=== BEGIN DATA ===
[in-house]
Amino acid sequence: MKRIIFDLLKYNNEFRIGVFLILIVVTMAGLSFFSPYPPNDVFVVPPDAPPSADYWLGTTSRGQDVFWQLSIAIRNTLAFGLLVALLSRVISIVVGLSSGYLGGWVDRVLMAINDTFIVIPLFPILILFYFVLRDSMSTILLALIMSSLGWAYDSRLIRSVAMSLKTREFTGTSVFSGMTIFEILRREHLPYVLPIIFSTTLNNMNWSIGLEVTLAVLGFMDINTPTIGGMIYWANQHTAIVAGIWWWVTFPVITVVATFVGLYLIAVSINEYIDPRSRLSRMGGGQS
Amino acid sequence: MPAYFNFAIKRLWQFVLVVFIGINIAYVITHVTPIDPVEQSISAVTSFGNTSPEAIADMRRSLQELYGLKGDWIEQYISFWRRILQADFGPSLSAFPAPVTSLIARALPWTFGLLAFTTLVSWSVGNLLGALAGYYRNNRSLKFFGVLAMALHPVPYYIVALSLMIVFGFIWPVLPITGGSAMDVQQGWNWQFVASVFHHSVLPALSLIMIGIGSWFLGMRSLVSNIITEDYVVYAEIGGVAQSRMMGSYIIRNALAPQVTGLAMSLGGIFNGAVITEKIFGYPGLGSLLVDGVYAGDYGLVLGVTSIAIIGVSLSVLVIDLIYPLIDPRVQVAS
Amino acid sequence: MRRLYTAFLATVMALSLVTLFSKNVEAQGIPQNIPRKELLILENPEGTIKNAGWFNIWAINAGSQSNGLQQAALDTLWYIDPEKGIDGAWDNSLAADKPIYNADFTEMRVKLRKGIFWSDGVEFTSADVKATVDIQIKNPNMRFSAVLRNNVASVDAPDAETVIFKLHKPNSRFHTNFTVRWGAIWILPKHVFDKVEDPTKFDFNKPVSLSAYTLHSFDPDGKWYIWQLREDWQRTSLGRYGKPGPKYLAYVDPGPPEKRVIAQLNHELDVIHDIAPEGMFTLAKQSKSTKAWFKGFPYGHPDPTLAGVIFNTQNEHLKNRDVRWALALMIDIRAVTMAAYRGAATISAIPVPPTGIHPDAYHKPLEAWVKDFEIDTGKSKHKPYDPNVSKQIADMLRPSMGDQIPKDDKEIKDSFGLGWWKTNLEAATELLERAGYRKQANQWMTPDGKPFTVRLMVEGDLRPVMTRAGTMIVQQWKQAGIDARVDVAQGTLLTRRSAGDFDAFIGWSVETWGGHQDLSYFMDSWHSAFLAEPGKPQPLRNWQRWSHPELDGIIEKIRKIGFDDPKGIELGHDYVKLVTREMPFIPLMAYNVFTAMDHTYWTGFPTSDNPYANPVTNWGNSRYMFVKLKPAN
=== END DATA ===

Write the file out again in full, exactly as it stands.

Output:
[in-house]
Amino acid sequence: MKRIIFDLLKYNNEFRIGVFLILIVVTMAGLSFFSPYPPNDVFVVPPDAPPSADYWLGTTSRGQDVFWQLSIAIRNTLAFGLLVALLSRVISIVVGLSSGYLGGWVDRVLMAINDTFIVIPLFPILILFYFVLRDSMSTILLALIMSSLGWAYDSRLIRSVAMSLKTREFTGTSVFSGMTIFEILRREHLPYVLPIIFSTTLNNMNWSIGLEVTLAVLGFMDINTPTIGGMIYWANQHTAIVAGIWWWVTFPVITVVATFVGLYLIAVSINEYIDPRSRLSRMGGGQS
Amino acid sequence: MPAYFNFAIKRLWQFVLVVFIGINIAYVITHVTPIDPVEQSISAVTSFGNTSPEAIADMRRSLQELYGLKGDWIEQYISFWRRILQADFGPSLSAFPAPVTSLIARALPWTFGLLAFTTLVSWSVGNLLGALAGYYRNNRSLKFFGVLAMALHPVPYYIVALSLMIVFGFIWPVLPITGGSAMDVQQGWNWQFVASVFHHSVLPALSLIMIGIGSWFLGMRSLVSNIITEDYVVYAEIGGVAQSRMMGSYIIRNALAPQVTGLAMSLGGIFNGAVITEKIFGYPGLGSLLVDGVYAGDYGLVLGVTSIAIIGVSLSVLVIDLIYPLIDPRVQVAS
Amino acid sequence: MRRLYTAFLATVMALSLVTLFSKNVEAQGIPQNIPRKELLILENPEGTIKNAGWFNIWAINAGSQSNGLQQAALDTLWYIDPEKGIDGAWDNSLAADKPIYNADFTEMRVKLRKGIFWSDGVEFTSADVKATVDIQIKNPNMRFSAVLRNNVASVDAPDAETVIFKLHKPNSRFHTNFTVRWGAIWILPKHVFDKVEDPTKFDFNKPVSLSAYTLHSFDPDGKWYIWQLREDWQRTSLGRYGKPGPKYLAYVDPGPPEKRVIAQLNHELDVIHDIAPEGMFTLAKQSKSTKAWFKGFPYGHPDPTLAGVIFNTQNEHLKNRDVRWALALMIDIRAVTMAAYRGAATISAIPVPPTGIHPDAYHKPLEAWVKDFEIDTGKSKHKPYDPNVSKQIADMLRPSMGDQIPKDDKEIKDSFGLGWWKTNLEAATELLERAGYRKQANQWMTPDGKPFTVRLMVEGDLRPVMTRAGTMIVQQWKQAGIDARVDVAQGTLLTRRSAGDFDAFIGWSVETWGGHQDLSYFMDSWHSAFLAEPGKPQPLRNWQRWSHPELDGIIEKIRKIGFDDPKGIELGHDYVKLVTREMPFIPLMAYNVFTAMDHTYWTGFPTSDNPYANPVTNWGNSRYMFVKLKPAN